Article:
I sometimes feel as if my senses are being assaulted when Iím at other peopleís homes and the television is blasting in the background. I find the sound of a television and the rapidly shifting imagery to be very grating and that makes it very difficult for me to focus my attention. I usually get up and walk out of the room if at all possible.

Many have become so desensitized from years of continual exposure to television that it no longer fazes them. People often tell me they always leave their television or talk radio on in the background. They say it helps them to feel as if they have company and that prevents them from feeling so alone. Having the television on in the background is a distraction that prevents us from experiencing our true feelings. The problem with this approach is that it prevents us from processing our feelings of aloneness. These feelings tend to get stuck in our bodies and that reinforces the barriers that have grown between ourselves and others.

I started collecting music as a child and accumulated a huge collection of CDís over the years. I really enjoyed the music, but I was inadvertently trying to fill the emptiness inside of me. Working with various intensive spiritual practices has taken me through a process of evolution. I find myself needing a lot more quiet time. Time spent in silence makes it much easier for me to work through or process the feelings and issues that surface. It also makes it easier for me to tune into my intuition. I feel like Iím getting better reception.

The intensive practices I work with on a daily basis have made me much more sensitive to noise and other pollutants. My living space in Queens is fairly quiet by New York City standards, but I still find the sensory bombardment of life in the city to be overwhelming at times. Iím very thankful Iím not living in Manhattan where I would hear the sound of traffic 24/7 and garbage trucks picking up trash in the middle of the night or parts of the Bronx where people are blasting boom boxes out of their windows.

I really enjoy the relative quiet of Queens on Sunday mornings because the masses are not rushing to work, school buses are not picking up or discharging children, large trucks are not making deliveries and the noisy folks in the neighborhood are usually sleeping in. The quiet of Sunday mornings can never last long enough and there are times when I find myself craving silence. I can often feel myself decompressing when I have the opportunity to spend time in open spaces.

There were many instances during my training with my mentor Horace when we would ride for hours while driving across country without saying a word. Going without food and water during the vision quest can be very difficult at times. But one of the things I enjoy most about going through the vision quest is that I don't have to talk or listen to anyone for four days and nights. There's just something about the stillness and silence that renews and rejuvenates me.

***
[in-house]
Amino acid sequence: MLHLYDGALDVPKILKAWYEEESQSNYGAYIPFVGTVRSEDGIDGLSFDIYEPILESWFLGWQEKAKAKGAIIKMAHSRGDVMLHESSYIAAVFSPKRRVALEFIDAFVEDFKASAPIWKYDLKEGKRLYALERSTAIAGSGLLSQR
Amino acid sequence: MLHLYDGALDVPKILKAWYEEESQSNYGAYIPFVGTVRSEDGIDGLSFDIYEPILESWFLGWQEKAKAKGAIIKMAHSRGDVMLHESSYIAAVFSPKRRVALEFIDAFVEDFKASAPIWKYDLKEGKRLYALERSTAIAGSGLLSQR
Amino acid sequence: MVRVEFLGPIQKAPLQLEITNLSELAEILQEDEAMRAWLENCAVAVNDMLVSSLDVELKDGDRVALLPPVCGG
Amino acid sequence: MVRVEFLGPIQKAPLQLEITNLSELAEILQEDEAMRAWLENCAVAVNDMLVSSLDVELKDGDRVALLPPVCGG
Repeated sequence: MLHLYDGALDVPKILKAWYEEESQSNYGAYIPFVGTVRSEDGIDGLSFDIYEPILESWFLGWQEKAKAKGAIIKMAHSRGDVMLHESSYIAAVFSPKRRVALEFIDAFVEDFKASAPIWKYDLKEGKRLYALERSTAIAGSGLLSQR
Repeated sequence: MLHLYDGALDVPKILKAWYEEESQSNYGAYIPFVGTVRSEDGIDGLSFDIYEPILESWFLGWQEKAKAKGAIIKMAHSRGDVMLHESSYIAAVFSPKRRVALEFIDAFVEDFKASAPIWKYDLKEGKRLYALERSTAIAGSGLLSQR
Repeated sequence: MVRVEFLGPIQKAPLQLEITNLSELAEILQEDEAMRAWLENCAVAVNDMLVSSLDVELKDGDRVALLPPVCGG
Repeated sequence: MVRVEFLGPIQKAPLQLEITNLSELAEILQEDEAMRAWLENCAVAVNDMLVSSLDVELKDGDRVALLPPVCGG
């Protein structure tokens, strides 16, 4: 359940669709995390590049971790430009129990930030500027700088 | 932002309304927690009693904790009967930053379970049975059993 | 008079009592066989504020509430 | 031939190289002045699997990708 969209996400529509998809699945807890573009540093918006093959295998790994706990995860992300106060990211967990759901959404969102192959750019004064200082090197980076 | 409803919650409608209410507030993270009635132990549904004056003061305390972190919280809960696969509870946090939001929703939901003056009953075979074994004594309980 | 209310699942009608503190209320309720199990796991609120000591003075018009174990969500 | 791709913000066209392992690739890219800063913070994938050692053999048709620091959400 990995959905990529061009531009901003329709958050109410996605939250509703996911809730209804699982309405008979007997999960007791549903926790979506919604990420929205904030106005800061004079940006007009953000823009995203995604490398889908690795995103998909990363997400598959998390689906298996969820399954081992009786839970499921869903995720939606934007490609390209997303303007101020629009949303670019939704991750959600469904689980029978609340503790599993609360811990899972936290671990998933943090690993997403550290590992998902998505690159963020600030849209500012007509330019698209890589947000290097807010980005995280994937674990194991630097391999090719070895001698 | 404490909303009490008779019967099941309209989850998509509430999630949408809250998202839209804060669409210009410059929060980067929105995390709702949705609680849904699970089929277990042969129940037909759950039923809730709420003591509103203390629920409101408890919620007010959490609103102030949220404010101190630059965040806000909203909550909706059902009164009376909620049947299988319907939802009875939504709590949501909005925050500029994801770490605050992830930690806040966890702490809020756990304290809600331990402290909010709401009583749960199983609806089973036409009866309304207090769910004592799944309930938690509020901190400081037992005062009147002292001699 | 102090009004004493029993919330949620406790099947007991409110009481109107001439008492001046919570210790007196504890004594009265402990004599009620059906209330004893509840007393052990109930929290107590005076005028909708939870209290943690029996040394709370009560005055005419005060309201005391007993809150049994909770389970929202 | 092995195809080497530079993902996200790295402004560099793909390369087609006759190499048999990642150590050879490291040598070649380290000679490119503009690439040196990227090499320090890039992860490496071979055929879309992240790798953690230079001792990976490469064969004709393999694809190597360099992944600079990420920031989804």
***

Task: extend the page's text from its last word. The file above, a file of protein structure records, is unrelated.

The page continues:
Noise may not kill us but it certainly diminishes the quality of our lives by making them less enjoyable. Our body, mind and spirit cannot rejuvenate themselves when we are deprived of quiet time. Without quiet we are at greater risk of physical, mental and emotional breakdown. All human beings need quiet time as well as restful sleep so the body and can recuperate and repair itself.

One of the consequences of living in our modern day world is that we are so overwhelmed by everything that is happening around us and that leaves us very little time and space to process what's going on within ourselves. It is critically important for us to be mindful when buying or renting to choose a home located in a reasonably quiet setting. We also need to be mindful to eliminate unnecessary sources of noise such as television and electronic games.

All of us need time and space to digest our thoughts and feelings. This process is essential for our growth and development. This digestive process can only occur when we have time to reflect. True reflection can only happen when we have relative quiet and space combined with the intent to be fully present with all our bodily feeling senses.

Creating a quiet restful environment reduces the amount of stress placed upon our body-mind and that makes it easier for us to relax so that we can get the rest we truly need. The innate healing intelligence that resides within is then better equipped to replenish and repair the body. Our ability to process our emotions and issues will improve and this will facilitate new growth. We will respond better to whatís happening in our lives and the world around us will in turn respond better to us. Bodies that are less burdened by stress are much more enjoyable to live in. Feeling better will then improve the quality of our lives.

©Copyright 2012 Ben Oofana. All Rights Reserved.  This content may be copied in full, with copyright, contact, creation and information intact, without specific permission.